As his network accused former NBC reporter Ronan Farrow of spreading a “conspiracy theory” that NBC News executives downplayed a rape accusation against former Today star Matt Lauer, MSNBC host Chris Hayes took to the air Monday night to back his former colleague while expressing concern over how NBC handled Farrow’s initial reporting on Harvey Weinstein.
Noting how the NBA scrambled to tamp down any other criticism of the Chinese government following a single tweet from an executive showing support for Hong Kong protesters, the All In host proceeded to explain how the “path of least resistance” is rampant in the news lately. While viewers can see it with Republicans who don’t want to be confronted with President Trump’s bigotry, Hayes said, it isn’t just limited to them.
“In fact, the insidious destructive force of the path of least resistance is everywhere you look,” Hayes said. “Heck, I feel the tug of it myself as my own news organization is embroiled in a very public controversy over its conduct.”
The MSNBC host said Farrow suggests in his new book, Catch & Kill, that NBC higher-ups slow-walked and killed his reporting on Weinstein’s long history of alleged sexual harassment and assault to avoid Lauer’s own alleged sexual misconduct coming out.
Adding that the network “vigorously denies” those accusations, Hayes explained that while NBC News chief Noah Oppenheim has contended that the Weinstein story never aired on NBC because it lacked sufficient on-the-record sourcing, Farrow was able to quickly get it published after NBC passed on it.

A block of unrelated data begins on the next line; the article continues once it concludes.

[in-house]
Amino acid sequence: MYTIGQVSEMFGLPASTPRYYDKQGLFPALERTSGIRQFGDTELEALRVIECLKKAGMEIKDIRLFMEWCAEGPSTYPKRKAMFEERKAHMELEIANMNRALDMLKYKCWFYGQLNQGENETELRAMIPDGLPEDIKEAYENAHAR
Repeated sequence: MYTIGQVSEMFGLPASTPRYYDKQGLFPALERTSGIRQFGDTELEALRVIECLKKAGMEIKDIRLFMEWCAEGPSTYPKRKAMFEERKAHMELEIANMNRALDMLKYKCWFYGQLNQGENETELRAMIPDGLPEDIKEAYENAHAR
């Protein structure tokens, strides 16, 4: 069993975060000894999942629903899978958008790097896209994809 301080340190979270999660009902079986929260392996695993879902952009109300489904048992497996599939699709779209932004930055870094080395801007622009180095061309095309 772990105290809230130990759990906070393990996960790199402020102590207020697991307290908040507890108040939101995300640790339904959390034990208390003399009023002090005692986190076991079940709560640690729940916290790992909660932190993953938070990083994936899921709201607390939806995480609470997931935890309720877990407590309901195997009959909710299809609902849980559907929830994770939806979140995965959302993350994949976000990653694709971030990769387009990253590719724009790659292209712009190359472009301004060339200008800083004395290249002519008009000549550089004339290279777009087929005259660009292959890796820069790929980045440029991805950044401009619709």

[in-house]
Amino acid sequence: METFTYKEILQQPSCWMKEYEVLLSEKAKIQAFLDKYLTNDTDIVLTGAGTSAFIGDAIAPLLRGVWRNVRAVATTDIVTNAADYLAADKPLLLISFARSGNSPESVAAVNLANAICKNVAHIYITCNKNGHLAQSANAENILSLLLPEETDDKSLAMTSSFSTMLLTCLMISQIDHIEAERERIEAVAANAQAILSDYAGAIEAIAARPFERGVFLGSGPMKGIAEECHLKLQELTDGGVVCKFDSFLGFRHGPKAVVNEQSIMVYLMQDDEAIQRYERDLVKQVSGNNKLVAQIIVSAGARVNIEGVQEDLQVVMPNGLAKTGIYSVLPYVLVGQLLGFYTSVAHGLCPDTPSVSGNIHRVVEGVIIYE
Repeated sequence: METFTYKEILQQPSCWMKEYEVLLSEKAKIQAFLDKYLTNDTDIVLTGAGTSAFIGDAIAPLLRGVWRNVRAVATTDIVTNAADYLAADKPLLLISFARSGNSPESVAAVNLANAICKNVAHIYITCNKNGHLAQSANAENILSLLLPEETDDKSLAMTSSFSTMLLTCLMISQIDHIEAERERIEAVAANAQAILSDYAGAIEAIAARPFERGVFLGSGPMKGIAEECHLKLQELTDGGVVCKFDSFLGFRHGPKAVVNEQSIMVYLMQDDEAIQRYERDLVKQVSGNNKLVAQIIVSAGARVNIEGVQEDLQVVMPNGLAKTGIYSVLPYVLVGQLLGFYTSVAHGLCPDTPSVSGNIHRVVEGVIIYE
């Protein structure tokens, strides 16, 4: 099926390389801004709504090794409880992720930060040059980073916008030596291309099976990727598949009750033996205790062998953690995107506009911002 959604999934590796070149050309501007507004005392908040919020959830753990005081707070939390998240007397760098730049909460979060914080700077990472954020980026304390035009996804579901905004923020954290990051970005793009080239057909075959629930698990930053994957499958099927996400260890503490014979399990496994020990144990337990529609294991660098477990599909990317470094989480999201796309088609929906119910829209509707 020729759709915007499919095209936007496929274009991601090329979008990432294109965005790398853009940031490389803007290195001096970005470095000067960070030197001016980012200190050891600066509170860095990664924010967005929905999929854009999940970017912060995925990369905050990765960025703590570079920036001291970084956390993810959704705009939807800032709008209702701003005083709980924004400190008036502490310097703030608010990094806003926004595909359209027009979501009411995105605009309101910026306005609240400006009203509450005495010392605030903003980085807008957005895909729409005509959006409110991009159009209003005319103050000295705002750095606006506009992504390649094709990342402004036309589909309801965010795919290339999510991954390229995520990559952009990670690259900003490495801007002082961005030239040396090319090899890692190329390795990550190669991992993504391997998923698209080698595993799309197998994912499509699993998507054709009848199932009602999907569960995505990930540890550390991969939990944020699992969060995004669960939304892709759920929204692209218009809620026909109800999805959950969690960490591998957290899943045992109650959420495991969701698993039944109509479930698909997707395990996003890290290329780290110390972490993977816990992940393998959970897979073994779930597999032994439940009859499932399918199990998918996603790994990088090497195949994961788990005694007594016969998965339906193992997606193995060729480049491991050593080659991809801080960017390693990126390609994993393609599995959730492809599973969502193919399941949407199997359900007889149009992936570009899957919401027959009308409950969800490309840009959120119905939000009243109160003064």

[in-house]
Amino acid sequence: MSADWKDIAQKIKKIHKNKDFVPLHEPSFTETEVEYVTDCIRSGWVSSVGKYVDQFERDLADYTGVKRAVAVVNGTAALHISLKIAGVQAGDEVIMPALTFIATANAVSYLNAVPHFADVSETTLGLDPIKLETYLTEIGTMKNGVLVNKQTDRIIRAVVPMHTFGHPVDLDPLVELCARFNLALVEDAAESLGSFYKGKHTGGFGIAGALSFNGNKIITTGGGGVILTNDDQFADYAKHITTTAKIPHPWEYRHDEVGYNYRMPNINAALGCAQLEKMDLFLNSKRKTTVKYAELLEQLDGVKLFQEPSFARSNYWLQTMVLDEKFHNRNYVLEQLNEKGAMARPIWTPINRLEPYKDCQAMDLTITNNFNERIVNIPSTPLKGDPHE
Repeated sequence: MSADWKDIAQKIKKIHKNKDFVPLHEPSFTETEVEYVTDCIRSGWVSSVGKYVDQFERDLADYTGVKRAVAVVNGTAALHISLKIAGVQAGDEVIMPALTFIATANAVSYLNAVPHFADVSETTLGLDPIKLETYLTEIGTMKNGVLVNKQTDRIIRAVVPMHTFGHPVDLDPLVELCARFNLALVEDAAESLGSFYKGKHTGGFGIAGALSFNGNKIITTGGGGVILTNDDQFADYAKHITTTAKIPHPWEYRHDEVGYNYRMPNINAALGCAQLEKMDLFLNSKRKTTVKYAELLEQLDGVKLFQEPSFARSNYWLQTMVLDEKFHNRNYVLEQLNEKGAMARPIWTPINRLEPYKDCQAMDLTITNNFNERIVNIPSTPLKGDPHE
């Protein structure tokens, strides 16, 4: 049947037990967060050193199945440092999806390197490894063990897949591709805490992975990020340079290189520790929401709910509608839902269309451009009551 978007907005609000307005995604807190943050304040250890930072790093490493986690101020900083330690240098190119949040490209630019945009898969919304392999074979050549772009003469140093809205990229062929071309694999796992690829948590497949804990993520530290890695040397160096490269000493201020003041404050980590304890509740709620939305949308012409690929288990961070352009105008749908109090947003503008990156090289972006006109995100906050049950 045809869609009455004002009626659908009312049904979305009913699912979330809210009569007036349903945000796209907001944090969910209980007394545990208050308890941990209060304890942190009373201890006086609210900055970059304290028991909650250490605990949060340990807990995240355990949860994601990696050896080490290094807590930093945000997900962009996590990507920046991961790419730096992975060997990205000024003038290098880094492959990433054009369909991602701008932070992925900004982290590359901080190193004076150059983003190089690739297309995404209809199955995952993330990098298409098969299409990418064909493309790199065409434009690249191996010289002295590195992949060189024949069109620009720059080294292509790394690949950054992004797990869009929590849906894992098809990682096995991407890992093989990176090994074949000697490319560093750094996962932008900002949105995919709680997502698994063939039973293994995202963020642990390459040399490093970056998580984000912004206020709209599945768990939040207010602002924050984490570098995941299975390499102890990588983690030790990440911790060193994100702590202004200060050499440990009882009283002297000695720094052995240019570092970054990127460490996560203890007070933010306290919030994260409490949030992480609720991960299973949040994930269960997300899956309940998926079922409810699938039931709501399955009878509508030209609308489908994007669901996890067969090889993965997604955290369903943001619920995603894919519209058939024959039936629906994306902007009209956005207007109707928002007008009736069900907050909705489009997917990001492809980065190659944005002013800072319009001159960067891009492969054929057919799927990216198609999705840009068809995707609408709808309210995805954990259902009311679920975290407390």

“One thing, though, is indisputable,” Hayes declared. “Ronan Farrow walked out of NBC News while working on the Weinstein story and, within two months, published an incredible article at The New Yorker that not only won a Pulitzer but helped trigger a massive social and cultural reckoning that continues to this day.”
“It’s the kind of journalism that you want to do as a journalist, that everyone who works in this business should want to facilitate,” he added.
After stating that there was a reason why Weinstein was able to keep his secrets locked away for so long, the MSNBC primetime star then circled back to his initial point about the “path of least resistance” causing roadblocks.
“Time and again the path of least resistance for those with power was not to cross Weinstein or his army of friends and lawyers,” he said. “Same goes for the many, many, many other powerful predators we’ve come to know about.
“The path of least resistance is always there,” Hayes concluded. “Beckoning seductively. ‘You’ve got bigger fish to fry.’ ‘This isn’t the hill to die on.’ ‘The story isn’t ready.’ But of course, it’s the very ease of that path that makes it the enemy to the kind of work we, as journalists, are supposed to do.”